As Roland Boer highlights, already in Capital Vol 3 (specifically chapter 36 on “Pre-Capitalist Relations”) Marx shows how markets existed in the slave economies of the ancient world, e.g., Rome and Greece, and in the feudal economies of the Middle Ages. Were the markets in each of these historical periods the same? Were they commensurable to how markets exist under capitalism? No. As Roland Boer states in his book Socialism with Chinese Characteristics, “market economies may appear to be similar, but it is both the arrangement of the parts in relation to each other and the overall purpose or function of the market economy in question that indicates significant differences between them.” As Boer points out, Chinese scholars, following the analysis of Marx’s Capital Vol 3, understand that “market economies have existed throughout human history and constitute one of the significant creations by human societies.” If markets, then, predate the capitalist mode of production, why would a socialist mode of production not be able to utilize them?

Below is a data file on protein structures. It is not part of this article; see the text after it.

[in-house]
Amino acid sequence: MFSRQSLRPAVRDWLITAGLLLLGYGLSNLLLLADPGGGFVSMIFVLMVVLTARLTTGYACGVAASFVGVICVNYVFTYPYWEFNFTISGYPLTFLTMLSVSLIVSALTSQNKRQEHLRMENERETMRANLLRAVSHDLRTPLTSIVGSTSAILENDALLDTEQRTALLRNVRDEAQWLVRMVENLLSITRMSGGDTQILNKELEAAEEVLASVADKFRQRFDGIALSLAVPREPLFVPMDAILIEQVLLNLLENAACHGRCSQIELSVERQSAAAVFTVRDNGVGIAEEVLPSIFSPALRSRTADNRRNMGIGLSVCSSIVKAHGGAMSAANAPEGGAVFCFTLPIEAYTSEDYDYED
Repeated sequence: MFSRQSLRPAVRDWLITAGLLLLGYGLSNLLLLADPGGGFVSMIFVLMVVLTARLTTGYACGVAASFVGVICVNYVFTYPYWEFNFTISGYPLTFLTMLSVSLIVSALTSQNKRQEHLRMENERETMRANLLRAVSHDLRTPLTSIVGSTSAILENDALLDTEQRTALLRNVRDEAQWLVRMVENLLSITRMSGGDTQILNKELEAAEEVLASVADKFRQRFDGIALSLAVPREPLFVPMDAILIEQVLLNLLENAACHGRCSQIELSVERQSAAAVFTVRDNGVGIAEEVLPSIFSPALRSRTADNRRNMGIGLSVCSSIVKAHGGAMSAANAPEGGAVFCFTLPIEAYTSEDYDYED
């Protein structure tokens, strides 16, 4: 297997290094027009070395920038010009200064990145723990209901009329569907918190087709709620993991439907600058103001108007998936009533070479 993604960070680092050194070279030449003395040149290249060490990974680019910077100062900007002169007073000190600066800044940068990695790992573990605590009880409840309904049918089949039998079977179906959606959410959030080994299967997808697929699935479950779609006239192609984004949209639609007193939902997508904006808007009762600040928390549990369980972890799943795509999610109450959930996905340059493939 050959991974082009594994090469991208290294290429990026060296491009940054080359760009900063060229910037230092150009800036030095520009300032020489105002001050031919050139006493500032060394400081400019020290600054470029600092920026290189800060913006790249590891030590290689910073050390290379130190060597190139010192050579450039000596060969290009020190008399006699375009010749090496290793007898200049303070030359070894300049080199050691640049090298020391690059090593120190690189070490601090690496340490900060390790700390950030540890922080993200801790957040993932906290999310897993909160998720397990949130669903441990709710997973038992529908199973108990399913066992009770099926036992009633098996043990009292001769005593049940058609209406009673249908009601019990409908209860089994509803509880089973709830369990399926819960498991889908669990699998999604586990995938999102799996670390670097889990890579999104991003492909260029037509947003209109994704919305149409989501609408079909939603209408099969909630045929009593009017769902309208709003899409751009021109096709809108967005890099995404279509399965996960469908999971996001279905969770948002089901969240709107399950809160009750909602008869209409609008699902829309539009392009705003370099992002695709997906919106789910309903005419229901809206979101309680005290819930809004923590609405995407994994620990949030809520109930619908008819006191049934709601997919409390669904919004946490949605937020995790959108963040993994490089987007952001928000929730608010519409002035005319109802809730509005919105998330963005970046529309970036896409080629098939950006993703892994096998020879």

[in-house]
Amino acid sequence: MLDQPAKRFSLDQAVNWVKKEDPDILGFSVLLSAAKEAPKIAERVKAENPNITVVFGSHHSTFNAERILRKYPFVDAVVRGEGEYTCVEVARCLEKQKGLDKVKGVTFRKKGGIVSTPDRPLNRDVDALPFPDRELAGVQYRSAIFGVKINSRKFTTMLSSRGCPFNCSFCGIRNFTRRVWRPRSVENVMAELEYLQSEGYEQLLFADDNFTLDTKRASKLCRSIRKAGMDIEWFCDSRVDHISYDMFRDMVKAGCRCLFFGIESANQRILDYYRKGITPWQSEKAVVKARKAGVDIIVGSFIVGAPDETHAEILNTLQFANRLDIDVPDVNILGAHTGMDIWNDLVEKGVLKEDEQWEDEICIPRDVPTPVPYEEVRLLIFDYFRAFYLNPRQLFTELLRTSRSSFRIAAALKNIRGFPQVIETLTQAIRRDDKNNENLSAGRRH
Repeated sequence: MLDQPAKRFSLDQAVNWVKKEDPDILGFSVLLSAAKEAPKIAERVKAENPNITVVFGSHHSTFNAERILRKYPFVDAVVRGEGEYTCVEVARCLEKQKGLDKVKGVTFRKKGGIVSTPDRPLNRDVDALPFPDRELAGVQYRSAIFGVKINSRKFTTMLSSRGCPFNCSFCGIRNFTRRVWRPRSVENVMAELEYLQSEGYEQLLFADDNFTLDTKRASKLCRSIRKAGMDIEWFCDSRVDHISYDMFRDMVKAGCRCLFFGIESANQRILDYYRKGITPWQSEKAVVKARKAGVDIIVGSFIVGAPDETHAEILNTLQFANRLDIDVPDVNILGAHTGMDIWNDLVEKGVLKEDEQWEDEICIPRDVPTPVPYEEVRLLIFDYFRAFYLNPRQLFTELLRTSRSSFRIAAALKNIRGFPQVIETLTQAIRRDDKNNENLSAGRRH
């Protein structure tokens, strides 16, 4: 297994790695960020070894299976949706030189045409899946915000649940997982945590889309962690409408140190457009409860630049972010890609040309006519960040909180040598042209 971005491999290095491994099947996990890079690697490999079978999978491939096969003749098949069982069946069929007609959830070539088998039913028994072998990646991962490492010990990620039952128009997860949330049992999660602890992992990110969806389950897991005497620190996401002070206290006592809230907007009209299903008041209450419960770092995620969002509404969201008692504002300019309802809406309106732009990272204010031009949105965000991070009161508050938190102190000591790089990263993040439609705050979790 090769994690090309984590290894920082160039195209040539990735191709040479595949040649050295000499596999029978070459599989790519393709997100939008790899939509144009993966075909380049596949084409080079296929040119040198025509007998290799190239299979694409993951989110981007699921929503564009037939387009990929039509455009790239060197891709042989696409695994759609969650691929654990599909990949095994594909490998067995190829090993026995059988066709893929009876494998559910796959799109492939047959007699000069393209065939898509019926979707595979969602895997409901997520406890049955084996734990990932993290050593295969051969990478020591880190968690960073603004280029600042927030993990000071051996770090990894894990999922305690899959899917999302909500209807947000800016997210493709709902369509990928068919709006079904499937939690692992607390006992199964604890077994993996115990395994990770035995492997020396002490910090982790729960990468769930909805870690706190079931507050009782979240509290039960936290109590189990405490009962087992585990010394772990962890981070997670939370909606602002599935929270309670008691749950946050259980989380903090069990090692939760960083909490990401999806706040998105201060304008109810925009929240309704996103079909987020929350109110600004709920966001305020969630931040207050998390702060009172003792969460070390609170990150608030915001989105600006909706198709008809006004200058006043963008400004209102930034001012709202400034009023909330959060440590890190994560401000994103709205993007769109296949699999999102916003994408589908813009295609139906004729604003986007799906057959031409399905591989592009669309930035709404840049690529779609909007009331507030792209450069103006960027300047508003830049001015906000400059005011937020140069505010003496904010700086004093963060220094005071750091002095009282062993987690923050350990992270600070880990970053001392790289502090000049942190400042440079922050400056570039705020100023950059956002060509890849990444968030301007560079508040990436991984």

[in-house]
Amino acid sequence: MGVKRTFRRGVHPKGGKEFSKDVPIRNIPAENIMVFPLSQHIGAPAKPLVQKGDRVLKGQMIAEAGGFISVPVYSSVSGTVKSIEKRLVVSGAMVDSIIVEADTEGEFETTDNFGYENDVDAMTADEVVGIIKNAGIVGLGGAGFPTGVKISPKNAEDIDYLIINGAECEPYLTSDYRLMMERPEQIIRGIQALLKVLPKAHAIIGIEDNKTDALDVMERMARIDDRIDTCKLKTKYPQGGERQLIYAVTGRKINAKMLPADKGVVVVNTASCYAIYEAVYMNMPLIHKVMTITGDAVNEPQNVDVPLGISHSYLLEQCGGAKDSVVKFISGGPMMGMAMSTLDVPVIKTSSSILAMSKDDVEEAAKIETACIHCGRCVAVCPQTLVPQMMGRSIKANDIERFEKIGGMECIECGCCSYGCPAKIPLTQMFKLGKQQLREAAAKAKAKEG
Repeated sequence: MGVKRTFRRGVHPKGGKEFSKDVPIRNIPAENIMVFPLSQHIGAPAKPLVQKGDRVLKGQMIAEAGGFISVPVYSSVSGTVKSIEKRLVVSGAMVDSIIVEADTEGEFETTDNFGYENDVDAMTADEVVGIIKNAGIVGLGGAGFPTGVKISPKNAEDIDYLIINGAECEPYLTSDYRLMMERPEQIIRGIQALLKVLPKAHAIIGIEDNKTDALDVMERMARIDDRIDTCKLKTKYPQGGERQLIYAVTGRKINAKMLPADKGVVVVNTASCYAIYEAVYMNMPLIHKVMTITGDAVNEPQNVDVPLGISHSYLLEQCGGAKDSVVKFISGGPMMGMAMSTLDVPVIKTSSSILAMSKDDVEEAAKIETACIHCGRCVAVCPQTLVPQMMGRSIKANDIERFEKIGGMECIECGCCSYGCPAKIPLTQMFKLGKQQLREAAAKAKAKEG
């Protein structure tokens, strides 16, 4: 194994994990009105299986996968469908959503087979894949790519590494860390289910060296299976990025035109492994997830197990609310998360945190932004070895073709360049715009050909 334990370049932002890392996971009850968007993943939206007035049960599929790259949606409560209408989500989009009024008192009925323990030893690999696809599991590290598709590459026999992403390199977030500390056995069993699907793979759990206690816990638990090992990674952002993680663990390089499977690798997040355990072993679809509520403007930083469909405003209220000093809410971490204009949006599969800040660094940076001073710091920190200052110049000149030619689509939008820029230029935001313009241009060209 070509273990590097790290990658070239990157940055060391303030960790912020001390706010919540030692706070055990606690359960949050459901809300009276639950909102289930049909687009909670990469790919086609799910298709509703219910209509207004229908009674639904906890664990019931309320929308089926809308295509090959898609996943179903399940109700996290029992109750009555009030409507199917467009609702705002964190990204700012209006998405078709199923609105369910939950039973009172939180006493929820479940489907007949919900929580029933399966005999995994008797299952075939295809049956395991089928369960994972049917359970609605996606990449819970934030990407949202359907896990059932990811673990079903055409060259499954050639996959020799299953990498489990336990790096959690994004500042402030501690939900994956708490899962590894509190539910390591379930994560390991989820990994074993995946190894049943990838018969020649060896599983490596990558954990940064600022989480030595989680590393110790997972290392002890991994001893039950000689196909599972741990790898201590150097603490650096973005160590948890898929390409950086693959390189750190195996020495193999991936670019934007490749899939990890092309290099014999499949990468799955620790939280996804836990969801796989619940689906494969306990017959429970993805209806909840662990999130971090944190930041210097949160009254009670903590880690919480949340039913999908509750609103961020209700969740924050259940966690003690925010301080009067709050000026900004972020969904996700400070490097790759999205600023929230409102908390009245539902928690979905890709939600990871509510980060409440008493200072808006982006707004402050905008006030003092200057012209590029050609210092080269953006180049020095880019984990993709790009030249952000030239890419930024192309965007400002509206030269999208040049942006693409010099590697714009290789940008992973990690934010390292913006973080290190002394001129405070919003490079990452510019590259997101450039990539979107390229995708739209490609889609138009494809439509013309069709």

The essential components of a market economy must be understood in the larger socio-economic relations in which they are embedded. While the forms in which market economies show up in Greece, Rome, and the Middle Ages appear as the historical preconditions for the capitalist mode of production, these cannot be called ‘capitalist.’ In so far as these market economies existed outside of the capitalist mode of production, they can be ‘de-linked,’ from capitalism – and hence, their potential to be used in a socialist mode of production (especially one in its lowest stages) is completely possible. The problem is that the Western Marxist’s purity fetish considers, as Von Mises did, capitalism to be synonymous with ‘markets,’ and socialism to be synonymous with ‘planning.’ In reality, the institutional form of markets exists usually along with the institutional form of planning within capitalism itself – especially in its monopoly stage. To take this institutional form and reduce it to being a uniquely capitalist phenomenon is to participate in what Roland Boer and Chinese Marxists have called economics imperialism.